One of the more common types of geodes, and the most sought after geodes, are volcanic geodes. Volcanic geodes are so common as a result of the numerous air pocket voids that can be found within volcanic rock, such as basalt.
These voids, or air pockets are formed when the gasses that are in the lava are unable to escape and become trapped in the cooling lava.
Over millions of years, groundwater seeps its way into the solidified void depositing the minerals that are contained within the water.
Other examples of volcanic geodes are geodes that form in lava tubes. Lava tubes are voids that are left behind from the liquid lava leaving the surrounding partially solidified lava.
Groundwater eventually made its way into these “tubes” leaving behind all the necessary minerals to make geodes.
One of the reasons volcanic geodes are so popular and highly sought after is because of these long tubes that many of the geodes were formed in. The result are massive geodes that are incredibly long. As a matter of fact, many of these lava tube geodes are over a meter in diameter and many meters long! Much like this massive gypsum geode recently discovered in Spain that measures over 6’ x 6’ x 26’ that can fit up to 10 people inside of it!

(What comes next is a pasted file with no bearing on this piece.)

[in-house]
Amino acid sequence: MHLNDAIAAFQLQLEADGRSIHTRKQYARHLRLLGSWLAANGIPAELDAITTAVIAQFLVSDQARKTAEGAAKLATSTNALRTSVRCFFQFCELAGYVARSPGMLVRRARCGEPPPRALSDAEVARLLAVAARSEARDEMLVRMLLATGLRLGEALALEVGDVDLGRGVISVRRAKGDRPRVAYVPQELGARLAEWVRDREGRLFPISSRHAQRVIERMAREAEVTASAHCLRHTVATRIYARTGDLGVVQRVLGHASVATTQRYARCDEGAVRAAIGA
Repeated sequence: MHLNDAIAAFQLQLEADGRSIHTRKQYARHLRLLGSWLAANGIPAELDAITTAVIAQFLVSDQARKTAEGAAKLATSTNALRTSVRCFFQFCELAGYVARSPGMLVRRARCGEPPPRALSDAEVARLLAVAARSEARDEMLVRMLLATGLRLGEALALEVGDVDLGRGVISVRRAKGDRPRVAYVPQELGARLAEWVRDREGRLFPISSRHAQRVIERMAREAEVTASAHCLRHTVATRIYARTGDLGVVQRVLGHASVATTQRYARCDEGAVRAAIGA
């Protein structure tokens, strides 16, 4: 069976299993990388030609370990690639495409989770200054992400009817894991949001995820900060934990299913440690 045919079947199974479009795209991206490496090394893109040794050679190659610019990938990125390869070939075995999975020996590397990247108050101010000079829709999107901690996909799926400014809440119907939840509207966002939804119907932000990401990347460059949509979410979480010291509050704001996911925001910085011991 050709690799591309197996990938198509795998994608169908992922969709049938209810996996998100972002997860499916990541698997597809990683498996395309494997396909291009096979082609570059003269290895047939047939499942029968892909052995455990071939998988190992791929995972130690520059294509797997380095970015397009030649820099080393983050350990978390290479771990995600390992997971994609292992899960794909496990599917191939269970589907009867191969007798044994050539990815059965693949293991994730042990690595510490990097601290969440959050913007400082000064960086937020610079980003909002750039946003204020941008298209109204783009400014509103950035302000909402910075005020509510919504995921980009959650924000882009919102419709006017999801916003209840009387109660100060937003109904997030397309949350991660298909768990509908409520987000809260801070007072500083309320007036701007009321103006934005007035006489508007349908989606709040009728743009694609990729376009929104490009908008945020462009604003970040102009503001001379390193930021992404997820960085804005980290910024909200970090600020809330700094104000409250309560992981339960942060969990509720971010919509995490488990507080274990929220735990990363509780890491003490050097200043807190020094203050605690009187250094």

The other common type of formation occurs from carbonate deposits such as those that are found in limestone rocks. The voids which are required for the initial growth of a geode generally begin as either a volcanic air pocket, or a void from rotted out organic material such as spaces left from tree roots.
The coloration of the inside geode crystals is highly specific to the local conditions and variety of minerals that are present in that location. Generally speaking, that’s why geodes found in one area will all have very similar crystal contents.
The Difference Between a Thunder Egg and a Geode?
While easy to confuse, a thunderegg is not synonymous with a geode. They usually contain cores of chalcedony, which may have been fractured followed by deposition of agate, jasper or opal, either uniquely or in combination. Unlike a geode with empty space inside, thundereggs are more often a solid matrix of deposited minerals filling a void.
A geode is a simple term for a rock with a hollow in it, often with crystal formation/growth. A thunderegg on the other hand is a specific geological structure. In some situations, a thunderegg may be referred to as a geode if it contains a hollow within. Just know that not all geodes are thundereggs.